Blockers Anonymous

Although its a group that has struggled to put up consistent receiving numbers, Wisconsin's receivers have taken assistant coach Zach Azzanni's approach, leading to big gains in the running game.

MADISON - In the eyes of wide receiver coach Zach Azzanni, the performance of his receivers in the Big Ten championship game might have been the best yet.

How was that even remotely possible after Wisconsin's receivers grabbed only three of the eight completions for only 30 yards and no touchdowns?

"Our downfield blocking was off the charts," said Azzanni. "This group is as good as I have been around."

Wisconsin rushed for 539 yards in its 70-31 victory over Nebraska in the conference championship game – the most yards the Cornhuskers have ever allowed on the ground – and eight rushing touchdowns. The Badgers had seven rushed of 20 yards or longer, and the biggest ones were spurred by stellar downfield blocking.

On Wisconsin's first drive, junior Jared Abbrederis – who leads the team in catches (46), receiving yards (793) and receiving touchdowns (five) – engaged Cornhuskers cornerback Ciante Evans long enough to help Gordon, who already made two defenders miss on the jet sweep, get in to the end zone two minutes into the game.

He did it again two drives later on a 21-yard run by Gordon, driving Evans over 30 yards down the field and taking him out of the play.

"When the line does their job and gives the running back's holes to get down field, we have to make sure we are on our guys to keep them going down field," said Abbrederis. "(Azzanni) preaches that we have to be more than a pass-catching receiver. We have to be a full receiver, and that's blocking and doing everything right."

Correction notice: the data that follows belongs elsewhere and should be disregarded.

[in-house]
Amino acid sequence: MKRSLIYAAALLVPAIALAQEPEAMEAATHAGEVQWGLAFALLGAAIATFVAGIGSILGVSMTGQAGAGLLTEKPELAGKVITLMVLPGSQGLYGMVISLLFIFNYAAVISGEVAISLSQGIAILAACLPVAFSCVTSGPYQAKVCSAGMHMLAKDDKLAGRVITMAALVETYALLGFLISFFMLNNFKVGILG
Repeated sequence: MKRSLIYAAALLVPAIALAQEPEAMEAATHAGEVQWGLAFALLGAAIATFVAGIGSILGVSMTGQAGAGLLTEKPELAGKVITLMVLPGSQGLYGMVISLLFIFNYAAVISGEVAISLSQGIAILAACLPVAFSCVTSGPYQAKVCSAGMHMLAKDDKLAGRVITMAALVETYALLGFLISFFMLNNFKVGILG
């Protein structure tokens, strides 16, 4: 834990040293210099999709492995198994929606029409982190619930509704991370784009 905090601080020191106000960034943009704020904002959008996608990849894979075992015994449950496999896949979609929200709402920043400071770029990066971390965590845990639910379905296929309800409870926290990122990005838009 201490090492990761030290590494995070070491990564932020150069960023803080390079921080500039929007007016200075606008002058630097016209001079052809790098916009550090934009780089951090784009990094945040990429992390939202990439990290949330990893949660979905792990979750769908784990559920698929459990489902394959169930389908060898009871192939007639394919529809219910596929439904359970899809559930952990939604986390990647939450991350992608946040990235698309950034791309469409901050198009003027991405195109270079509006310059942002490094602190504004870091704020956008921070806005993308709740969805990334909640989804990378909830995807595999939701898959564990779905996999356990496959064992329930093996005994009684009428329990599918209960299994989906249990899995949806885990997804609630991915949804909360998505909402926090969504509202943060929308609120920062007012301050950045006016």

Chase Hammond (who only has five catches on the season) delivered a perfect seal block on linebacker Sean Fischer to get Montee Ball a 25-yard gain on the first play of UW's third series, leading to another touchdown. Jeff Duckworth (two catches since week 3) got his shot on Evans, taking the cornerback out of the play that allowed Gordon to scamper 60 yards to set up UW's final touchdown of the first half.

With Wisconsin up 63-24 early in the fourth quarter, the receivers kept pushing, as Jordan Fredrick sold his route fake so well that Gordon was already past cornerback Andrew Green by the time the junior turned around. Wisconsin scored on the next play.

"We need to have unselfish guys on our team," said Abbrederis, who also credited tight ends Jacob Pedersen and Brian Wozniak for leveling a lot of the groundwork on those runs. "If we can have success running the ball, that's what we're going to do. That's the mentality we have at Wisconsin: willing to do anything to help the program out."

The Fredrick block was the one that popped to Azzanni. Saying the blocking mentality comes over time, Fredrick – a redshirt freshman – has caught 16 passes for 192 yards and has caught at least one pass in the last five games.

"He's playing his best ball right now," said Azzanni. "Here is a guy that was recruited to linebacker and he is starting as a redshirt freshman. He's made some big plays that have been huge for his confidence. He's a puppy that has gotten better and better. He's dipped a little, but has steadily improved."

A group that has sprung a lot of offense in the running game, Wisconsin will be tested against a Stanford defense that enters the game allowing 2.8 yards per carry and 87.7 rushing yards per game. Stanford has held eight of 13 opponents below the 100-yard mark.

"(Blocking is) something we have been trying to do all season, and that's something we have done here for awhile at Wisconsin," said Abbrederis. "We've had a lot of good running backs at Wisconsin, and our successes or failures impacts that."

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